McAuliffe's well-researched and detailed newest (after Dawn of the Belle Epoque) recounts the familial and political tensions between England and France, which the author traces to Duke William of Normandy's conquering of the former in 1066. He and his descendants remained active in the Norman duchy, leading to conflicted loyalties, and attendant betrayals and battles. This interesting narrative focuses primarily on Richard Lionheart (son of Henry II and Eleanor of Aquitane, and great-great grandson of William the Conqueror) and his rivalry with King Philip II of France, who resolved to change the notion that his country's kings were "pitifully weak." Their enmity manifested itself in Richard brashly constructing the mighty fortress Château-Gaillard on the border of French and English holdings, and Philip declaring his intentions to seize it, "were its walls of iron." Though William and Eleanor are given relatively short shrift, Richard Lionheart's life is thoroughly told—from his imprisonment by Duke Leopold of Austria (during which Richard continued to strategize), his failed betrothal to Philip II's youngest sister, and to his unexpected death by one of his own armory's arrows, repurposed and let fly by an enemy to whom Richard, on his deathbed, gave 100 shillings. Supplemented with a timeline, a dramatis personae, and extensive notes, fans of medieval European history will delight in McAuliffe's rich tale. (Apr.)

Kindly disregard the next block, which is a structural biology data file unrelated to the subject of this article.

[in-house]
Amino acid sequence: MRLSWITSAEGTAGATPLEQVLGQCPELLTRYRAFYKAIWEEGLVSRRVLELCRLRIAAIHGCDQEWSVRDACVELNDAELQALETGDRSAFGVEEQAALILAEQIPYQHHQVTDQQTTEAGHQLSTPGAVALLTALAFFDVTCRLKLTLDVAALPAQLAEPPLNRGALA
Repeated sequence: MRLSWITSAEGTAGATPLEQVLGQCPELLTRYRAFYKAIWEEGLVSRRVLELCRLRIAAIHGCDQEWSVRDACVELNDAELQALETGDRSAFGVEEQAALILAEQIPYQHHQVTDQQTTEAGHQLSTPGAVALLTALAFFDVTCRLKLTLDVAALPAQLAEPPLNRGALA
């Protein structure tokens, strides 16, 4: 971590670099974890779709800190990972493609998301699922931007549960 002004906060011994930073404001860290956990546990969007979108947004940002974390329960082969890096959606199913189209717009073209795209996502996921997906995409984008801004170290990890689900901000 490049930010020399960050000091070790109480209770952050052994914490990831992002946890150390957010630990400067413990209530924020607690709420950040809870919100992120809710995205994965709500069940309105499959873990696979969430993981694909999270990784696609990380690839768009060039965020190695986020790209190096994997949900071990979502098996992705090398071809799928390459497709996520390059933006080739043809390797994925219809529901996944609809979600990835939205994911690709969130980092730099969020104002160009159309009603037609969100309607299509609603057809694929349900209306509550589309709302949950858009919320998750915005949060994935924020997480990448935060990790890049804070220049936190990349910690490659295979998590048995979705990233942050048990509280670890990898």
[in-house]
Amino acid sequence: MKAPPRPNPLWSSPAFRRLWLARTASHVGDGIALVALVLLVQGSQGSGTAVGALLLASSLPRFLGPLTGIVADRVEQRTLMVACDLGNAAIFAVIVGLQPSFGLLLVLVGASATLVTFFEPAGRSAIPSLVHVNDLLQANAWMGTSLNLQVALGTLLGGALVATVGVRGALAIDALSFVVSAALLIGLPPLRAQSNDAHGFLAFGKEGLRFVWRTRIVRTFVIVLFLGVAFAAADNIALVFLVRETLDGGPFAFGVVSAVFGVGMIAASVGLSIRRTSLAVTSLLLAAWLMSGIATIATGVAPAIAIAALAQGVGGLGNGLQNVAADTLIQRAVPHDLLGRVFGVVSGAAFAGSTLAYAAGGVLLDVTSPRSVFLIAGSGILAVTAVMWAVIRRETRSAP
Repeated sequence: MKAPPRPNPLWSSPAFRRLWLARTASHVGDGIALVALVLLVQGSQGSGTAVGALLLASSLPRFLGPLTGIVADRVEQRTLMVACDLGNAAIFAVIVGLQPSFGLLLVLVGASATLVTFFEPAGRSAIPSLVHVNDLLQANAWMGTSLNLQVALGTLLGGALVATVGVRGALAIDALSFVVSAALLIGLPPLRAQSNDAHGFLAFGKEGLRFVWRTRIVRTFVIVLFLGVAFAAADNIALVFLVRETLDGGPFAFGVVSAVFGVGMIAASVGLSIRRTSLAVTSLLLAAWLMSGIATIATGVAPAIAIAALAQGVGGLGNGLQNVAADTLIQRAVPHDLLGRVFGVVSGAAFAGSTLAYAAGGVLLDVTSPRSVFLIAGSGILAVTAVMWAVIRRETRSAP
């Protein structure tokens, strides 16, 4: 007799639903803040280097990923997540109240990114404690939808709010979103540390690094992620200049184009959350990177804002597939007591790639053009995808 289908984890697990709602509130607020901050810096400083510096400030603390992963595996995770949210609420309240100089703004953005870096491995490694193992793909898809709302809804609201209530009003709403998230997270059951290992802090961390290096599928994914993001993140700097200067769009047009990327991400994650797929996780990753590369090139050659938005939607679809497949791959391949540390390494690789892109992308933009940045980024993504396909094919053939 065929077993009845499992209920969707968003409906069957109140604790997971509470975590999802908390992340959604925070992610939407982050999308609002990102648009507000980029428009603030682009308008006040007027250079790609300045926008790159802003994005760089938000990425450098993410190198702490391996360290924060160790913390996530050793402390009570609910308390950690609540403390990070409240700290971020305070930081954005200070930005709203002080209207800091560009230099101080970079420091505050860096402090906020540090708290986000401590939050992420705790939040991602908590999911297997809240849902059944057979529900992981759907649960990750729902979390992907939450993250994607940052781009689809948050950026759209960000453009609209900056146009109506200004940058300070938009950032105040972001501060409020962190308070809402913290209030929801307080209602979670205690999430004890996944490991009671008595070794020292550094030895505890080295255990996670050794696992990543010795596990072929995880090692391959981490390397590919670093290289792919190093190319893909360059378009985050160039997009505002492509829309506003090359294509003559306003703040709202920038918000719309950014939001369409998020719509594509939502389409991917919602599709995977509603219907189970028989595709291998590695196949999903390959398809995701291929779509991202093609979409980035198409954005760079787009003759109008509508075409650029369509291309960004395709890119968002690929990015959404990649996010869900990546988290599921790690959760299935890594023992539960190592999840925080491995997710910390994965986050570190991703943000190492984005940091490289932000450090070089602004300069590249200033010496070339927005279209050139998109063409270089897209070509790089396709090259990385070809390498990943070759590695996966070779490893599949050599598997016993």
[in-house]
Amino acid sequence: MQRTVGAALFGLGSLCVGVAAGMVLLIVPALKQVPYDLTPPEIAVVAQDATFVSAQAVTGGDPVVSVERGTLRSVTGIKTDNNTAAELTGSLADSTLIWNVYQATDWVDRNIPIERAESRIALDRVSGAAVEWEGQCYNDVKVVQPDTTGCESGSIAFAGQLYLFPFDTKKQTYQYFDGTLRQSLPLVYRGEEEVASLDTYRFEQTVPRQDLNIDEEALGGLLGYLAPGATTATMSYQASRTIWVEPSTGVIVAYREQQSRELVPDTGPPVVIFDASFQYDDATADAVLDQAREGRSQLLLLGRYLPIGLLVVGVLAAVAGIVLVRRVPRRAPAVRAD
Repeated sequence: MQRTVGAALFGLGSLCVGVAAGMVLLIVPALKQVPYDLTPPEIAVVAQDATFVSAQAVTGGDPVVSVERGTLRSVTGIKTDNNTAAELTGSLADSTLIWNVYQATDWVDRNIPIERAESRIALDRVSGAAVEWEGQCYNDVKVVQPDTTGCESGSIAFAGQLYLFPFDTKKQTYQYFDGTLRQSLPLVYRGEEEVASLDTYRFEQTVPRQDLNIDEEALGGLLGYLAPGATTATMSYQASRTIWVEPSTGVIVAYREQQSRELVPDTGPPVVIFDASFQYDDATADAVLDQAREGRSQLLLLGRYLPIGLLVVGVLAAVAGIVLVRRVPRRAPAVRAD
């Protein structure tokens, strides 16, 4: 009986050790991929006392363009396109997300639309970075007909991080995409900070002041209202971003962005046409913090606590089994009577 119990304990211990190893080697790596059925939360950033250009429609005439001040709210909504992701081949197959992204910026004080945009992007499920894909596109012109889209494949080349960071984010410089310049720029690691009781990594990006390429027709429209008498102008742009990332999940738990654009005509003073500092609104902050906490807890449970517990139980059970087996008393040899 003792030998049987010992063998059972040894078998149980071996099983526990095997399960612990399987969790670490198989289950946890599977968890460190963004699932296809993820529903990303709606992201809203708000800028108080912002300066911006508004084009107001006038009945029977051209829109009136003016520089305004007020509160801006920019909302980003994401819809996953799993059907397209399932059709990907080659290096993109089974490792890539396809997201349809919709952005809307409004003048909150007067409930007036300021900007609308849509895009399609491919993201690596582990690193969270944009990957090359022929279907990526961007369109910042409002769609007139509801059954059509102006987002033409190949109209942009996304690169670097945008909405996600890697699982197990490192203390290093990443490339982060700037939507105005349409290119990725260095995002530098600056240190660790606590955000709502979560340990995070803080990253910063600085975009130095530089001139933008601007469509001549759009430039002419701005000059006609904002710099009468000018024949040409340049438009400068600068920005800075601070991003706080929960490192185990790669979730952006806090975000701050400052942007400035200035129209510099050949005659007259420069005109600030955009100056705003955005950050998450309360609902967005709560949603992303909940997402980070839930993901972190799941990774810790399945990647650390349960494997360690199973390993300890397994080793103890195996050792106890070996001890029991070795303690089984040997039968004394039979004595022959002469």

Reviewed on: 04/09/2012 Release date: 03/01/2012 Genre: Nonfiction
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